No toxic changes were noted on the blood smear and the neutrophilia was attributed to inflammation. The elevated urea, high-normal creatinine, and hyperphosphatemia were suspected to be due to pre-renal causes; this was further supported by the high-normal hematocrit and total protein values, as well as the physical examination finding of dehydration. The hypochloremia was most likely due to a loss of chloride in the vomitus. The severely elevated ALKP was hypothesized to be due to inflammation of the liver, secondary to inflammation of the pancreas, or possibly due to hyperadrenocorticism. The hypercholesterolemia was suspected to be due to acute pancreatitis. The Canine SNAP cPL test returned a positive result and this, combined with the dog’s history, physical examination, radiographic results, and blood and biochemistry profile, established a preliminary diagnosis of acute pancreatitis. The dog was therefore treated with ampicillin sodium (Novopharm, Toronto, Ontario), 500 mg (22 mg/kg), IV, q8h to prevent proliferation of bacteria in the damaged pancreas, and was fasted for 24 h. She was reassessed 8 h after being admitted, and since dehydration was no longer clinically detectable, the fluid rate was reduced to 35 mL/h (maintenance).
Twenty-four hours after the dog had been presented to the AVC, she was assessed to be mentally more alert and her respiratory rate and effort had begun to decrease. The dog had also not vomited since being admitted to the hospital and she was able to drink small quantities of water without vomiting. A leashed walk revealed that her pelvic limb weakness had begun to improve and she was able to walk at a slow, controlled pace without collapsing. The dog was discharged from the hospital with cephalexin (Novo-lexin; Novopharm) 500 mg (22 mg/kg), PO, q12h for 5 d, maropitant citrate (Cerenia; Pfizer Animal Health, Kirkland, Quebec) 4 mg/kg PO, q24h, in case she should require an anti-emetic, and a canned intestinal diet (Canine I/D diet; Hill’s Pet Nutrition, Topeka, Kansas, USA). The fentanyl patch was to remain in place for the following 48 h. The owners were instructed to feed the dog a tablespoon of the diet, and if the dog did not vomit, a small meal could be offered. The clients were asked to bring the dog back in a week’s time, provided the clinical signs did not reoccur, so that her clinical status could be re-evaluated and her CBC and biochemistry profile could be repeated.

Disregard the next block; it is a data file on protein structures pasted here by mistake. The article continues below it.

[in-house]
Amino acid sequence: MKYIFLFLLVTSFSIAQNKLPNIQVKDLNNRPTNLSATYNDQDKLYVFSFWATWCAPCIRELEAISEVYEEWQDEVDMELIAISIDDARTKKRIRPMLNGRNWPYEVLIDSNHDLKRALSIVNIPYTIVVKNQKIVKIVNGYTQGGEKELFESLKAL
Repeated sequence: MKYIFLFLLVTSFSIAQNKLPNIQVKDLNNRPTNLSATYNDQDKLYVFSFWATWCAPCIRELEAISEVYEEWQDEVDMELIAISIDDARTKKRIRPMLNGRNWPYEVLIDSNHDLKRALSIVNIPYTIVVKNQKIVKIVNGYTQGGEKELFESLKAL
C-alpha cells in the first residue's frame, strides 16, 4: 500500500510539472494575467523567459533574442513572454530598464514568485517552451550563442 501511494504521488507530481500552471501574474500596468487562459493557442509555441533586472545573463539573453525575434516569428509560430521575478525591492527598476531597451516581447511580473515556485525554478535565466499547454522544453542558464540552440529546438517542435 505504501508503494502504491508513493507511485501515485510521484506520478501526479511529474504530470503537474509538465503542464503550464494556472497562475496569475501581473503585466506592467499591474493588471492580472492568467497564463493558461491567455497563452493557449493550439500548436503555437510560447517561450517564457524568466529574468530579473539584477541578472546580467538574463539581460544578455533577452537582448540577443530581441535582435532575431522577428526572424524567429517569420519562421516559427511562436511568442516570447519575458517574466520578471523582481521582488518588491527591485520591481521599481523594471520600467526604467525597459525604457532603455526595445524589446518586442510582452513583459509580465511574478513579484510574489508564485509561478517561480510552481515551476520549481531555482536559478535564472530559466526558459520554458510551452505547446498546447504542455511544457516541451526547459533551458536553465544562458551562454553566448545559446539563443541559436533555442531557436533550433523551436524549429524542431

Shortly after discharge from the hospital, the dog began vomiting after drinking water. A 24-h period of fasting and administration of maropitant citrate tablets (60 mg, PO) resulted in transient improvement and the dog was able to eat small amounts of the intestinal diet. The dog then became anorexic. The owners were instructed to remove the fentanyl patch in case this had been modifying the dog’s behavior, causing the anorexia to persist. However, 4 h after the fentanyl patch had been removed, the dog vomited and was re-admitted to the hospital.
Upon re-presentation at the clinic, the owners informed the veterinarian that the dog was able to keep water and medication down, but had eaten very little since being discharged. The dog appeared lethargic upon presentation, but according to the clients, did appear brighter and more alert after removal of the fentanyl patch. No bowel movements or diarrhea were reported, and the dog was observed to experience full body tremors intermittently. Temperature and pulse were normal and the mucous membranes were pink and moist, with a CRT of < 2 s. Excessive panting was noted and the dog had a tense and painful abdomen. The owners reported that the dog had postured to defecate on a number of occasions since leaving the hospital, but had not produced feces. A rectal examination was performed, but was normal. In light of the physical examination findings and the dog’s general appearance, a CBC and biochemical profile were recommended. The results of the CBC and biochemical profile revealed that blood values were beginning to normalize. A urine specific gravity was normal (1.018). The results of the CBC and biochemical profile are summarized in Table 2.